Stretching

Jennifer Trizuto, MPT

Stretching

If you’ve heard it once, you’ve heard it a hundred times: To keep those joints moving, do your stretching exercises. But stretching tends to be low on the exercise totem pole for many people. Here’s why it shouldn’t be, along with tips on how to stretch properly and a few exercises to help you get started.

The case for stretching

As we age, we all lose flexibility in the muscles, tendons, and ligaments that move and support our joints. Not moving a joint, as we might not if it’s painful, can add to the problem. Stretching can help maintain flexibility and even improve it, and when your muscles are flexible, there is less strain on your joints. Everyday activities, from bending to tie your shoes or pick something up off the ground to reaching for items on a high shelf, are much easier to do when you’re flexible.

Muscles rely on blood for nourishment, and stretching increases blood flow to and from the muscles. Not only does this feed the muscles, but it also helps to take away any waste products. When we work our muscles during strengthening and conditioning exercises, they contract, or shorten, repeatedly, and waste products build up. By increasing blood flow, stretching helps clear the waste products away.

Stretching can also help to improve posture. Poor posture can lead to back pain, neck pain, shoulder tendinitis, breathing difficulties, and if you have osteoporosis, compression fractures in the spine. Stretching can help maintain the length of the muscles in your chest, allowing you to stand up taller. Sitting with good posture while you work at a computer can decrease excessive strain on your hands and wrists. Keeping your joints flexible can also help with coordination and balance. If your joints can move through their full ranges of motion, your body is better able to correct imbalances and prevent falls.

Another benefit is that flexible muscles take less effort to move than stiff muscles. Muscles get stiff for many reasons. Heavy work, poorly coordinated movements, poor posture, lack of activity, repetitive motions, and pain can all cause muscles to become tight and stiff. Stiff muscles lead to poor joint flexibility and decreased efficiency of movement. As a result, we need to use more energy to do things we otherwise would do effortlessly, such as dressing and grooming.

How to stretch

To stretch, you need to place your body in a position that extends, or lengthens, a specific muscle or muscle group. It is safer to stretch one muscle or muscle group at a time than to stretch multiple muscle groups at a time. If you try to stretch more than one muscle group at once, your posture is compromised, and you can injure yourself.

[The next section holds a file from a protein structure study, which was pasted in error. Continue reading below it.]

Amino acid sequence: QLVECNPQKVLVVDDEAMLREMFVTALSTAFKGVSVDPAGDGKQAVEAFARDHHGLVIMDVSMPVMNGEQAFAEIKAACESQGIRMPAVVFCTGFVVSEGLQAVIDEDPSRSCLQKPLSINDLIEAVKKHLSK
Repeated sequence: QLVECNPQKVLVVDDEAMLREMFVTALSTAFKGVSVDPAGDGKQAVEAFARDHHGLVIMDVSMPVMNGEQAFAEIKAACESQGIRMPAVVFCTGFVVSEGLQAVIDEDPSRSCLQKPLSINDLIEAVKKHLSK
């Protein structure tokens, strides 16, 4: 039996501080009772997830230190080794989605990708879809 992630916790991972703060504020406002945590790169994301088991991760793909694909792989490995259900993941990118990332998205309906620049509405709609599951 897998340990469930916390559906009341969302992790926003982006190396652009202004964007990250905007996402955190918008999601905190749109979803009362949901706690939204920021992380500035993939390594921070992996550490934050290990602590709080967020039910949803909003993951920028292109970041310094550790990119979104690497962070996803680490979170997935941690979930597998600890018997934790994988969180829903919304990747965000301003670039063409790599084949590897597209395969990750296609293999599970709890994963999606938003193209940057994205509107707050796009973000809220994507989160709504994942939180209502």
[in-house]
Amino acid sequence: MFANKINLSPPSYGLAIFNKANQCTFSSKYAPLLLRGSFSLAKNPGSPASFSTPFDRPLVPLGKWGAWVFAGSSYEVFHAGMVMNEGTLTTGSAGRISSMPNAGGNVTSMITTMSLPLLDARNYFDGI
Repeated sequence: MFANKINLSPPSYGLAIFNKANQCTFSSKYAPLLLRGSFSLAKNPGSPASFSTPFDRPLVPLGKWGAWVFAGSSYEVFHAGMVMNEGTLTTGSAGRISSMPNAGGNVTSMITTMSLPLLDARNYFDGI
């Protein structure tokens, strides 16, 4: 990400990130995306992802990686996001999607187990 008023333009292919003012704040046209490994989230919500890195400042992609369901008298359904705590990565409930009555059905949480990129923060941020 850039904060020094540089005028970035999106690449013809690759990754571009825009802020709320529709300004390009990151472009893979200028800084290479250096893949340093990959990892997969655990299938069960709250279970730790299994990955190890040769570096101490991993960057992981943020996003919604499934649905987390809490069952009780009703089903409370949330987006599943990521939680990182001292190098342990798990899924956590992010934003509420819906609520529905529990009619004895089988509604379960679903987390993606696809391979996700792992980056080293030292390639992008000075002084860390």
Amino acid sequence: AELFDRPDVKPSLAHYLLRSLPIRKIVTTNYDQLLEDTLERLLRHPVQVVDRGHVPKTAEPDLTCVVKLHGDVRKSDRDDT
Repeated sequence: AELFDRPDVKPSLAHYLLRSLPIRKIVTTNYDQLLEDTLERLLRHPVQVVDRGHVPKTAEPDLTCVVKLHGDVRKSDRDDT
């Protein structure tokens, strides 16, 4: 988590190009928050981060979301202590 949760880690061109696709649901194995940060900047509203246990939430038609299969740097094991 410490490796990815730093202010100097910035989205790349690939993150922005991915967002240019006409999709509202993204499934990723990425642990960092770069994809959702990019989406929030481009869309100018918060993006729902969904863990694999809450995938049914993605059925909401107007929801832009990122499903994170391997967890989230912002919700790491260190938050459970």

Click on stretching to see some common stretching exercises. But before you try them, there are some general rules of thumb you should keep in mind.

Always warm up before you stretch. It’s very difficult to stretch a cold muscle, and you run the risk of pulling it. If you’re doing just a stretching session, warm up by moving continuously — walk, dance, ride a stationary bike, or gently move your arms and legs while you’re sitting in a chair. If you find this painful, you can warm up the muscles you want to stretch by placing heat on them for 10–15 minutes before you stretch. If you’re stretching as part of your overall exercise program, stretch after you do strengthening or conditioning (aerobic) exercises. Until fairly recently, it was thought that people needed to stretch before doing aerobic or strengthening exercise so that they wouldn’t injure themselves. Research has shown that this isn’t necessarily true. It is better to stretch after your vigorous exercise, while your muscles are warm. Exercise experts recommend a cool down period at the end of every exercise session, and stretching is a good cool-down activity.

Don’t stretch into pain. When you stretch, you should feel a gentle pull. If you push the stretch too far, it will hurt. Only push as far as needed to feel that gentle pull. Stop if you feel pain in the muscles or joints. A stretch should never hurt your joints. If you have joint pain after stretching, talk to your doctor about seeing a physical therapist. A physical therapist can show you stretches that accommodate your specific needs and limitations.

Don’t bounce when you stretch. We stretch to lengthen the muscle. When we bounce, the muscle is more likely to contract, which is the opposite of what we want. Bouncing can also cause small tears in the muscles. When the body attempts to heal these tears, scar tissue forms. The scar tissue can make the muscle less flexible. Stretching should be done slowly and steadily, without bouncing.

Hold each stretch for 30–60 seconds. A 1995 study of 57 men and women who were 21–37 years old suggested that a 30-second hold for a stretch was sufficient. A 2001 study involving participants aged 65 and older found that a 60-second hold led to better range of motion for this age group. My suggestion would be to hold the stretch for as long as you feel comfortable, for up to 60 seconds.

Last Reviewed on February 24, 2013

Jennifer Trizuto is a physical therapist who has worked with people who have arthritis since 1994.

Statements and opinions expressed on this Web site are those of the authors and not necessarily those of the publishers or advertisers. The information provided on this Web site should not be construed as medical instruction. Consult appropriate health-care professionals before taking action based on this information.

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